The Equal Employment Opportunity Commission (EEOC) is the federal agency charged with investigating and prosecuting claims of discrimination arising under federal law. Generally, federal law prohibits workplace discrimination on the basis of sex, race, national origin, religion, color, disability, age, and genetic information. Further, federal law prohibits employers from retaliating against employees who report or oppose unlawful workplace discrimination.
Before an employee may sue an employer for discrimination or retaliation (arising under federal law) employees must file a charge of discrimination with the EEOC. In January 2020, the EEOC published data reporting the number of charges filed across the United States and its territories in 2019. The publication shows the number of filings broken down by state and type of charge, and percentage of charges as a total of all filings and as a percentage of all filings within the state. Today’s Long Island employment law blog discusses the EEOC’s report.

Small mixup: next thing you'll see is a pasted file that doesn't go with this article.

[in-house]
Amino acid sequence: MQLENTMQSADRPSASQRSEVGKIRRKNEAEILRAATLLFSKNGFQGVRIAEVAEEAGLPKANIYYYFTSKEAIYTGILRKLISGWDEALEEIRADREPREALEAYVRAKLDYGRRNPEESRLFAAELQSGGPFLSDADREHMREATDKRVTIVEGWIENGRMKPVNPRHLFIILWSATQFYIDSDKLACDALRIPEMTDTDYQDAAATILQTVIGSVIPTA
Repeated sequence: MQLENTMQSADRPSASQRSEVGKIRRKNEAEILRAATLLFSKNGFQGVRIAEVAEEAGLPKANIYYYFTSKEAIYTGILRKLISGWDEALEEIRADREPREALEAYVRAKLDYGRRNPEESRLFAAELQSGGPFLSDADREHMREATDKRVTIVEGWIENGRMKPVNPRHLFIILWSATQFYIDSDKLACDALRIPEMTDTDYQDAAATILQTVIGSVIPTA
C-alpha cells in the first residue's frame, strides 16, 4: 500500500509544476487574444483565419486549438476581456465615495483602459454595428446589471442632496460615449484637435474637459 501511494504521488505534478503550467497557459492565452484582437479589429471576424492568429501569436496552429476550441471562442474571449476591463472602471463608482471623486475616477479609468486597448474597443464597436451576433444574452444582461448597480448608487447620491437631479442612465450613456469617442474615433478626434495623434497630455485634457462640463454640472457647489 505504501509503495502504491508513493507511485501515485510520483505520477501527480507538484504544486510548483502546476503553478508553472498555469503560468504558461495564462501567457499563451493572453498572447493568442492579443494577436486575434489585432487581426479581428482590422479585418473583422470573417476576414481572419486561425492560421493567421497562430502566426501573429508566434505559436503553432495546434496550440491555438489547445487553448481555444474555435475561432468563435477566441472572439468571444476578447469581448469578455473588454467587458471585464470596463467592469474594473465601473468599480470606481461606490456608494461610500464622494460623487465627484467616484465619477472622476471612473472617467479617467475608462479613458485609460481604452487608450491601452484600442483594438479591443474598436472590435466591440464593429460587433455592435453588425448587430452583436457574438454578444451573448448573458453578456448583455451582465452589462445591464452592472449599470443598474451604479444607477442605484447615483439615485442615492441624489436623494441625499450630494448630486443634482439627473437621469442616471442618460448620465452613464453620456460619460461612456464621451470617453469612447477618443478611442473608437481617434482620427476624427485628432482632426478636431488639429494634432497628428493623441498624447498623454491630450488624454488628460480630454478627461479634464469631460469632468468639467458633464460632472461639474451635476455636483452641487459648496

New York saw a total of 3,220 EEOC charge filings (or 4.40% of all charges filed in the United States). This shows a continued a downward trend of EEOC charges in New York. As pictured in the graph below, in 2016, New York saw 3,740 total EEOC filings which steadily decreased to 3,220 last year.